Every reporter dreams of the story that will take his or her
career out of the local news media and into the national media.
However, most do not anticipate actually being an integral part of
that story. In STANDOFF, Sandra Brown's latest novel, Tiel McCoy
does just that.
Tiel is an ambitious television news reporter for a local southwest
station. She is taking some much needed, but forced, vacation,
driving through New Mexico to a mountain resort. As usual, she has
the radio tuned to an all news station when she hears that the
teenage daughter of a Texas millionaire has been kidnapped by her
boyfriend. Tiel is in line for a major promotion as anchor of a new
news show, and doesn't want to miss her chance to show the network
what she can do, much less allow a rival reporter to get the edge
on the promotion. She stops at a convenience store to call her
editor, requesting that she be allowed to postpone her vacation and
investigate the story. Just after receiving the assignment to
interview the kidnapper's father who lives en route to her
vacation, the kidnapper and his victim enter the store intending to
Ronnie Davison has not kidnapped Sabra Denby. In reality, the
teenage couple is in love, and Sabra is pregnant with their baby.
They are fleeing from her controlling father, who, when informed of
the pregnancy, threatened to destroy Ronnie and put the baby up for
adoption. The teenagers are on their way to Mexico, bypassing
Ronnie's father who has offered to help them. Short on cash, they
decide to rob the convenience store. However, in the middle of the
robbery, Sabra's water breaks and she goes into labor, forcing them
to remain there and take all witnesses hostage.
Among the hostages is a local rancher known as Doc, a well-known
oncologist who left his practice after his wife died. Although he
won't admit to his medical training, his experience shows when he
takes over the care of Sabra during her labor. By the time the FBI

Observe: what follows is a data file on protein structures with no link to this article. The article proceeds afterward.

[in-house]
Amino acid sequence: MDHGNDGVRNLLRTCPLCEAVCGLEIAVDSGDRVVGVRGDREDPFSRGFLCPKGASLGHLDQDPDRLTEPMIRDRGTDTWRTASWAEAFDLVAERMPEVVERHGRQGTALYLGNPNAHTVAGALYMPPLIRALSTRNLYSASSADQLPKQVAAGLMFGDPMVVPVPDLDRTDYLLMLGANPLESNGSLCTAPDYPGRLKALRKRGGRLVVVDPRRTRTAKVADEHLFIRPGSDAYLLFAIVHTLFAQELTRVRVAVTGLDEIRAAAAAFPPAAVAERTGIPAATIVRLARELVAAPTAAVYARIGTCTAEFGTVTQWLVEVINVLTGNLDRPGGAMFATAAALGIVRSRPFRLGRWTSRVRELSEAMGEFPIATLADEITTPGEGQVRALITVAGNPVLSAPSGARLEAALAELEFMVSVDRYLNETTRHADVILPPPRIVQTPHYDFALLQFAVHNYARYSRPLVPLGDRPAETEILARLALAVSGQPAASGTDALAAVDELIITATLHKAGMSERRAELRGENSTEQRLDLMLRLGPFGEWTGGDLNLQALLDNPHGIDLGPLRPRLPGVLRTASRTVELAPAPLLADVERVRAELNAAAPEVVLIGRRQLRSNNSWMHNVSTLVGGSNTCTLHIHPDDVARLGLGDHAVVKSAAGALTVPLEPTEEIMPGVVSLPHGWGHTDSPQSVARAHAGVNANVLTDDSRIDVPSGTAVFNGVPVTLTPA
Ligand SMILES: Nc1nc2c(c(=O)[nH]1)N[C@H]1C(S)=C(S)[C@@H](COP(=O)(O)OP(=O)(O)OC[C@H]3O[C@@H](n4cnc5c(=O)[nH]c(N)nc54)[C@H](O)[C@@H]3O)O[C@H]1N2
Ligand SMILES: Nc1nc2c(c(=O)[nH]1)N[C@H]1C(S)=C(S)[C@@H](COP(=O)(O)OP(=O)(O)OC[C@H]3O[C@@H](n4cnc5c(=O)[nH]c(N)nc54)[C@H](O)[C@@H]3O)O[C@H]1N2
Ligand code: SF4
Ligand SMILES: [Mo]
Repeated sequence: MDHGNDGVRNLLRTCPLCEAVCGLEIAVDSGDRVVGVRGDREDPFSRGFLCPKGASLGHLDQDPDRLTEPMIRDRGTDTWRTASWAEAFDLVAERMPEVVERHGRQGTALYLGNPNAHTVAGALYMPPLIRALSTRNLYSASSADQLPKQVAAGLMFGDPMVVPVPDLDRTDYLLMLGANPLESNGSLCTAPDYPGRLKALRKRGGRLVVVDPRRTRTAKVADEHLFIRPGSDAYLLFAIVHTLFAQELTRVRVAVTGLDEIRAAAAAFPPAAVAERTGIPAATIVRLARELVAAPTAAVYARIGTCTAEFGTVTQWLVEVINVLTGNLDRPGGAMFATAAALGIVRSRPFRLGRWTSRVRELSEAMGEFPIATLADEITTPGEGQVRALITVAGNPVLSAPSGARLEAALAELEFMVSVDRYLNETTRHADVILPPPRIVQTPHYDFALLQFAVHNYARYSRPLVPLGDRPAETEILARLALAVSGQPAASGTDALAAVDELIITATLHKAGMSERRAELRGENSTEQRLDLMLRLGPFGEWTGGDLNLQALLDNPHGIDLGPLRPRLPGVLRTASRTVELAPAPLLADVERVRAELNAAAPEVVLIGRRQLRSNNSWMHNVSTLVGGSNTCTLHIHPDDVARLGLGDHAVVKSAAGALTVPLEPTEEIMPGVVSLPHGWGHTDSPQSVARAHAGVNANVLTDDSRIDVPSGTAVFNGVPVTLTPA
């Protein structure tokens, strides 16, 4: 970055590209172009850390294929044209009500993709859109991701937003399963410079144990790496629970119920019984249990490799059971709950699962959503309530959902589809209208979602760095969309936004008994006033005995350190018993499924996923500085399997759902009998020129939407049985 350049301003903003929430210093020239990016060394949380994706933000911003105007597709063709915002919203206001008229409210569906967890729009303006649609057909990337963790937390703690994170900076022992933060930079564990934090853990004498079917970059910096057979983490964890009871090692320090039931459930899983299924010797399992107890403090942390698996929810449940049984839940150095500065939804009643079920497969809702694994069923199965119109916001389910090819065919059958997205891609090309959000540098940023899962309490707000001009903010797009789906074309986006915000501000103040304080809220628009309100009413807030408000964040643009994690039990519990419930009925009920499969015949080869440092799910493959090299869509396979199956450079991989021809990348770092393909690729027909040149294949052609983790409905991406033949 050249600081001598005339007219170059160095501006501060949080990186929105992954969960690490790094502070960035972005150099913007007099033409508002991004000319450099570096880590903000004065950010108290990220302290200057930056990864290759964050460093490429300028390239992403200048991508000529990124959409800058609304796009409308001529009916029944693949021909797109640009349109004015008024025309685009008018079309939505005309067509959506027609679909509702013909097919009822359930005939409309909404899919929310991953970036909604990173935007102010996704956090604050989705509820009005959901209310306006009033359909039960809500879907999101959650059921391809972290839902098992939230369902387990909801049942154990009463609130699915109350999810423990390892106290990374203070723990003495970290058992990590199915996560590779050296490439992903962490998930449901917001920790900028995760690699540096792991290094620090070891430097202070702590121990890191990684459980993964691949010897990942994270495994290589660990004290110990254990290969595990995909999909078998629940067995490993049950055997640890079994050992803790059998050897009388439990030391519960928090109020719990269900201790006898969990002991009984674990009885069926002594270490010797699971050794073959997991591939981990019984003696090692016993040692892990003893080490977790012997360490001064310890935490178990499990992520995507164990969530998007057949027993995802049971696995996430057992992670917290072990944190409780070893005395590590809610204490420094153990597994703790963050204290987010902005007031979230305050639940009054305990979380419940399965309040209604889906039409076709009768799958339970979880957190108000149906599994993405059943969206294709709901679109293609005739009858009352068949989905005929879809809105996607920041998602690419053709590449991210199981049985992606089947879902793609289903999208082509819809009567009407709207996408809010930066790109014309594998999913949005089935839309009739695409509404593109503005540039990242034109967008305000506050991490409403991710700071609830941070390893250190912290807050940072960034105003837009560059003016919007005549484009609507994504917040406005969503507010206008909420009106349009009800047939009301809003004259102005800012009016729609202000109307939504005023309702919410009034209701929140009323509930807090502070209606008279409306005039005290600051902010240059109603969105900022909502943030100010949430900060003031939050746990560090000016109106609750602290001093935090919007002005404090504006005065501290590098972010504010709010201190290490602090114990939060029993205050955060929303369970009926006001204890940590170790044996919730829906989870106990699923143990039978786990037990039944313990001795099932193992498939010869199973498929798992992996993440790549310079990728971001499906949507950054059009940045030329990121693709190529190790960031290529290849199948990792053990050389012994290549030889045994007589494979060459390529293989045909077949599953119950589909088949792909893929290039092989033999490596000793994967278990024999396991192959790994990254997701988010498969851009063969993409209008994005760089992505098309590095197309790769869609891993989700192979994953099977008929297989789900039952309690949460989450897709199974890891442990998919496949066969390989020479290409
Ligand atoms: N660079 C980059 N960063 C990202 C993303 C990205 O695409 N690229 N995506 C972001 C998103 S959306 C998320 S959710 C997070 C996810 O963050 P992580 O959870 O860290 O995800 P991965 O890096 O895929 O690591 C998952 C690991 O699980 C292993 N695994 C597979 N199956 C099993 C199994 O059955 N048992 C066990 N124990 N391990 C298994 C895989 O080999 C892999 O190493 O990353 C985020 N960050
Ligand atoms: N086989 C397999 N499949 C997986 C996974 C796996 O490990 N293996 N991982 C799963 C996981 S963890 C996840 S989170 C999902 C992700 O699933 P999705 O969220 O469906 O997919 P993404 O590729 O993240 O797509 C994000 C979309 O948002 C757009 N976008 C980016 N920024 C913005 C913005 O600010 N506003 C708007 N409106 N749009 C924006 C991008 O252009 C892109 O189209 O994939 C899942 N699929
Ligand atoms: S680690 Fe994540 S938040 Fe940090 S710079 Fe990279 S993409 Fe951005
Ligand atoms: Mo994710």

and local authorities are on the scene, he has correctly assessed
that Sabra was suffering complications from her labor. Instead of
sending in the requested obstetrician, the FBI sends in an
undercover agent who knows nothing about childbirth and who only
creates more chaos when he attempts to rescue Sabra. Tiel knocks
him out by hitting him over the head with a can of chili. No one is
seriously injured by the resulting gunfire, but a bullet grazes
Eventually, Sabra gives birth to a daughter, with Tiel and Doc's
help. However she bleeds heavily, further complicating matters.
Neither she nor Ronnie are willing to surrender as long as her
father, outside with the FBI, insists she and Ronnie separate and
relinquish the baby. In addition, the other hostages are becoming
more and more edgy, especially two Mexicans, one of whom turns out
to be on the FBI's and Immigration and Naturalization's most wanted
lists for importing and selling illegal laborers to farmers.
Throughout, Tiel, with Doc's help, must maintain calm while
negotiating for everyone's safe release.
Sandra Brown has once again written a suspense novel with a strong
protagonist. Tiel, throughout the novel, has to balance her desire
for "getting the story" with staying undercover and hoping she and
the other hostages are released safely. She must also come to terms
with the fact that, as in the case of Doc, not all aspects of a
story need to be told
Reviewed by Debbie Ann Weiner on January 23, 2011